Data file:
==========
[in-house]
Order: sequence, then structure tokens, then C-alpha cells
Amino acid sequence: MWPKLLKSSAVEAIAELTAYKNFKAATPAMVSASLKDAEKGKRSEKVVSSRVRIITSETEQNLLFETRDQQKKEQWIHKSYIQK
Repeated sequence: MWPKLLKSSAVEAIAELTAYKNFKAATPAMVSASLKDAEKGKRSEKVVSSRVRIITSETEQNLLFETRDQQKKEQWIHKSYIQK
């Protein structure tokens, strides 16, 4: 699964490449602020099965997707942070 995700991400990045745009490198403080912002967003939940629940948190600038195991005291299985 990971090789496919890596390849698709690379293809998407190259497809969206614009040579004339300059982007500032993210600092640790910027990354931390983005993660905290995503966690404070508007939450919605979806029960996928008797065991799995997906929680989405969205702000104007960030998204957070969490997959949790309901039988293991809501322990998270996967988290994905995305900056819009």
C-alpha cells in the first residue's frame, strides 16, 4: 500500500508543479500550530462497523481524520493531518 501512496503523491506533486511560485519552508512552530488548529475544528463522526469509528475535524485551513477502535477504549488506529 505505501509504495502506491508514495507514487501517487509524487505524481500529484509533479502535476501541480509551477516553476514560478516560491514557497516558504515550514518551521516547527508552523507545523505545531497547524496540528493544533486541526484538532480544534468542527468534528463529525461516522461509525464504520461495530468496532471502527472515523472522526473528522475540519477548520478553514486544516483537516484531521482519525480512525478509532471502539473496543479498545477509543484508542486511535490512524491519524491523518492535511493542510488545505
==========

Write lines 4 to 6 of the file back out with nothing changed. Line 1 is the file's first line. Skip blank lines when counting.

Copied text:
Repeated sequence: MWPKLLKSSAVEAIAELTAYKNFKAATPAMVSASLKDAEKGKRSEKVVSSRVRIITSETEQNLLFETRDQQKKEQWIHKSYIQK
């Protein structure tokens, strides 16, 4: 699964490449602020099965997707942070 995700991400990045745009490198403080912002967003939940629940948190600038195991005291299985 990971090789496919890596390849698709690379293809998407190259497809969206614009040579004339300059982007500032993210600092640790910027990354931390983005993660905290995503966690404070508007939450919605979806029960996928008797065991799995997906929680989405969205702000104007960030998204957070969490997959949790309901039988293991809501322990998270996967988290994905995305900056819009």
C-alpha cells in the first residue's frame, strides 16, 4: 500500500508543479500550530462497523481524520493531518 501512496503523491506533486511560485519552508512552530488548529475544528463522526469509528475535524485551513477502535477504549488506529 505505501509504495502506491508514495507514487501517487509524487505524481500529484509533479502535476501541480509551477516553476514560478516560491514557497516558504515550514518551521516547527508552523507545523505545531497547524496540528493544533486541526484538532480544534468542527468534528463529525461516522461509525464504520461495530468496532471502527472515523472522526473528522475540519477548520478553514486544516483537516484531521482519525480512525478509532471502539473496543479498545477509543484508542486511535490512524491519524491523518492535511493542510488545505